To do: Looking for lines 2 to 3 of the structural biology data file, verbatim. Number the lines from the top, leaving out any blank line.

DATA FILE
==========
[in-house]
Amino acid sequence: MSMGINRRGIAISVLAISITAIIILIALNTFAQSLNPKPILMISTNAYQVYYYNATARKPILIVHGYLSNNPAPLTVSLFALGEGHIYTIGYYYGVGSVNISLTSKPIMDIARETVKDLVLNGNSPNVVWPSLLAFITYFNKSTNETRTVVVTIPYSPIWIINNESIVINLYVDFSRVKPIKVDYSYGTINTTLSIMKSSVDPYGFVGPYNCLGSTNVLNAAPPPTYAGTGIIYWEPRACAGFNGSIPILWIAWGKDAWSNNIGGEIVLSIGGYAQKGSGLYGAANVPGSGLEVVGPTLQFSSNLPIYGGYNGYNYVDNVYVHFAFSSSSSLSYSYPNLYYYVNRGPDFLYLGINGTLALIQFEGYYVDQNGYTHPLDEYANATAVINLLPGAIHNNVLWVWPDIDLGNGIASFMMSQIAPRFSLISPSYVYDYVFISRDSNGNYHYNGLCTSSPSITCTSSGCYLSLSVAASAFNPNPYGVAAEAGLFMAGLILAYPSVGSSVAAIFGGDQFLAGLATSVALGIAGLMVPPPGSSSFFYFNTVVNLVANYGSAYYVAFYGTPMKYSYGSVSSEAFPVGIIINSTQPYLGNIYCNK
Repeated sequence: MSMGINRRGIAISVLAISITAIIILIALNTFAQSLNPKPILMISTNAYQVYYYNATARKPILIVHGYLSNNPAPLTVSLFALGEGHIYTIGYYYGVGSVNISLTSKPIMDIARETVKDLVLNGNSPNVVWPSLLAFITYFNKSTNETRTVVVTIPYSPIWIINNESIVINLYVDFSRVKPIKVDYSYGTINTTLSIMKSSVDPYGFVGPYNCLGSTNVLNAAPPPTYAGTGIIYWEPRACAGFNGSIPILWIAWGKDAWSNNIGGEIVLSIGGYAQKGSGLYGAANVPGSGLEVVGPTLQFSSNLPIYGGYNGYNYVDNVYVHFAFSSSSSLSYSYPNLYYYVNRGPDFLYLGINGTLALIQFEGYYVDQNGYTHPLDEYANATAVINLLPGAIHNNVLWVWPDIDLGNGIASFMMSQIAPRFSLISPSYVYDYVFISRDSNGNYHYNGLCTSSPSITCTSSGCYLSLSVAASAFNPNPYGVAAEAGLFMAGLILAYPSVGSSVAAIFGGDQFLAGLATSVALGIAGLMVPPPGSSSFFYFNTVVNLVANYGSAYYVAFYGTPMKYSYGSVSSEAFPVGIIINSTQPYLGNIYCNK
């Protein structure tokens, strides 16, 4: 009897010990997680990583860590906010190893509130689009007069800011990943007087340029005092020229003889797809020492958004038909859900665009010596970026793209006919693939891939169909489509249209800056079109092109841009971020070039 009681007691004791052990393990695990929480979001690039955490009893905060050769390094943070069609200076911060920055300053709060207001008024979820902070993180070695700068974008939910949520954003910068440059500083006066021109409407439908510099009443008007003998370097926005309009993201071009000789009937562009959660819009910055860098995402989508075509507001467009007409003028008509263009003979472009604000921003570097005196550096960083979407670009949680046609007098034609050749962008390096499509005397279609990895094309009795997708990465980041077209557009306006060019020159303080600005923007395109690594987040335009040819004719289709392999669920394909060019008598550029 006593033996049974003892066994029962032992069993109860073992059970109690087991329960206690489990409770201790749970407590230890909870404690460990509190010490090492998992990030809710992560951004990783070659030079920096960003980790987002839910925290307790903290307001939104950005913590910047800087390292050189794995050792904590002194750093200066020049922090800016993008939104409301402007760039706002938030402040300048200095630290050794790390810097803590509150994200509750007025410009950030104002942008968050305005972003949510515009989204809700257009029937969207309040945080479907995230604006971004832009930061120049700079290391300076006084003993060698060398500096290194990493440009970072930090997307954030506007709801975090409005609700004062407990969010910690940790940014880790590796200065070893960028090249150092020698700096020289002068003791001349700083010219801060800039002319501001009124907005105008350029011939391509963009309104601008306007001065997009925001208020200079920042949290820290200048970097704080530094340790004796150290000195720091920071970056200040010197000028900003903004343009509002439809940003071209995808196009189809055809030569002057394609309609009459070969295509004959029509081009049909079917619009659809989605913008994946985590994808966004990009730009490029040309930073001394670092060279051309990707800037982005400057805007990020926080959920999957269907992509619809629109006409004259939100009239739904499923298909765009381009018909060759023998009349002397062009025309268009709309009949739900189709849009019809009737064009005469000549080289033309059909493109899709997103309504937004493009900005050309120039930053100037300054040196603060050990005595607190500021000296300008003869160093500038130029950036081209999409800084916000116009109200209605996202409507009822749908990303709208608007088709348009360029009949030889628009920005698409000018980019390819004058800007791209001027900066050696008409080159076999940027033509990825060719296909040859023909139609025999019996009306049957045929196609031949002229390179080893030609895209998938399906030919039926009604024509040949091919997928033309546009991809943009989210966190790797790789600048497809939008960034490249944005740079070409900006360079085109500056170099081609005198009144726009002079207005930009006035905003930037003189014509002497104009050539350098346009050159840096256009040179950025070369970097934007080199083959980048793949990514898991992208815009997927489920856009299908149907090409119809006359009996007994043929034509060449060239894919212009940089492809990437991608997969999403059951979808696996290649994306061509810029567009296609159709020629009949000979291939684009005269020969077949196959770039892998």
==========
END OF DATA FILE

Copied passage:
Amino acid sequence: MSMGINRRGIAISVLAISITAIIILIALNTFAQSLNPKPILMISTNAYQVYYYNATARKPILIVHGYLSNNPAPLTVSLFALGEGHIYTIGYYYGVGSVNISLTSKPIMDIARETVKDLVLNGNSPNVVWPSLLAFITYFNKSTNETRTVVVTIPYSPIWIINNESIVINLYVDFSRVKPIKVDYSYGTINTTLSIMKSSVDPYGFVGPYNCLGSTNVLNAAPPPTYAGTGIIYWEPRACAGFNGSIPILWIAWGKDAWSNNIGGEIVLSIGGYAQKGSGLYGAANVPGSGLEVVGPTLQFSSNLPIYGGYNGYNYVDNVYVHFAFSSSSSLSYSYPNLYYYVNRGPDFLYLGINGTLALIQFEGYYVDQNGYTHPLDEYANATAVINLLPGAIHNNVLWVWPDIDLGNGIASFMMSQIAPRFSLISPSYVYDYVFISRDSNGNYHYNGLCTSSPSITCTSSGCYLSLSVAASAFNPNPYGVAAEAGLFMAGLILAYPSVGSSVAAIFGGDQFLAGLATSVALGIAGLMVPPPGSSSFFYFNTVVNLVANYGSAYYVAFYGTPMKYSYGSVSSEAFPVGIIINSTQPYLGNIYCNK
Repeated sequence: MSMGINRRGIAISVLAISITAIIILIALNTFAQSLNPKPILMISTNAYQVYYYNATARKPILIVHGYLSNNPAPLTVSLFALGEGHIYTIGYYYGVGSVNISLTSKPIMDIARETVKDLVLNGNSPNVVWPSLLAFITYFNKSTNETRTVVVTIPYSPIWIINNESIVINLYVDFSRVKPIKVDYSYGTINTTLSIMKSSVDPYGFVGPYNCLGSTNVLNAAPPPTYAGTGIIYWEPRACAGFNGSIPILWIAWGKDAWSNNIGGEIVLSIGGYAQKGSGLYGAANVPGSGLEVVGPTLQFSSNLPIYGGYNGYNYVDNVYVHFAFSSSSSLSYSYPNLYYYVNRGPDFLYLGINGTLALIQFEGYYVDQNGYTHPLDEYANATAVINLLPGAIHNNVLWVWPDIDLGNGIASFMMSQIAPRFSLISPSYVYDYVFISRDSNGNYHYNGLCTSSPSITCTSSGCYLSLSVAASAFNPNPYGVAAEAGLFMAGLILAYPSVGSSVAAIFGGDQFLAGLATSVALGIAGLMVPPPGSSSFFYFNTVVNLVANYGSAYYVAFYGTPMKYSYGSVSSEAFPVGIIINSTQPYLGNIYCNK